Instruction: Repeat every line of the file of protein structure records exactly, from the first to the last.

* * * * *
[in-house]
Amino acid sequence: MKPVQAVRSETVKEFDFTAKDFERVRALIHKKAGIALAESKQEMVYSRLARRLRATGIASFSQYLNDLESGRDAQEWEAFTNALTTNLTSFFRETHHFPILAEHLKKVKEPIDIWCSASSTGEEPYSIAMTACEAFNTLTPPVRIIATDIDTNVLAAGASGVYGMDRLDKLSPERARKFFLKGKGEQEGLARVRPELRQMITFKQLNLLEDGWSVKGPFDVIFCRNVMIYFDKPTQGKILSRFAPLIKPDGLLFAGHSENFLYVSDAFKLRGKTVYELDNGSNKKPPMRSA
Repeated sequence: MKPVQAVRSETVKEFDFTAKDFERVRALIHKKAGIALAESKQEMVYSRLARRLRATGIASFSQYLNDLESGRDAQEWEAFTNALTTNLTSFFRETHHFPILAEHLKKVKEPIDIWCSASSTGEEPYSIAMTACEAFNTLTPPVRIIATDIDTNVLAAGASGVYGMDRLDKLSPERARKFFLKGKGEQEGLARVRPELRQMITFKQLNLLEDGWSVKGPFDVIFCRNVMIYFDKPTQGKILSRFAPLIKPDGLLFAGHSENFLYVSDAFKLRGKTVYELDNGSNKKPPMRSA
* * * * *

[in-house]
Amino acid sequence: MKPVQAVRSETVKEFDFTAKDFERVRALIHKKAGIALAESKQEMVYSRLARRLRATGIASFSQYLNDLESGRDAQEWEAFTNALTTNLTSFFRETHHFPILAEHLKKVKEPIDIWCSASSTGEEPYSIAMTACEAFNTLTPPVRIIATDIDTNVLAAGASGVYGMDRLDKLSPERARKFFLKGKGEQEGLARVRPELRQMITFKQLNLLEDGWSVKGPFDVIFCRNVMIYFDKPTQGKILSRFAPLIKPDGLLFAGHSENFLYVSDAFKLRGKTVYELDNGSNKKPPMRSA
Repeated sequence: MKPVQAVRSETVKEFDFTAKDFERVRALIHKKAGIALAESKQEMVYSRLARRLRATGIASFSQYLNDLESGRDAQEWEAFTNALTTNLTSFFRETHHFPILAEHLKKVKEPIDIWCSASSTGEEPYSIAMTACEAFNTLTPPVRIIATDIDTNVLAAGASGVYGMDRLDKLSPERARKFFLKGKGEQEGLARVRPELRQMITFKQLNLLEDGWSVKGPFDVIFCRNVMIYFDKPTQGKILSRFAPLIKPDGLLFAGHSENFLYVSDAFKLRGKTVYELDNGSNKKPPMRSA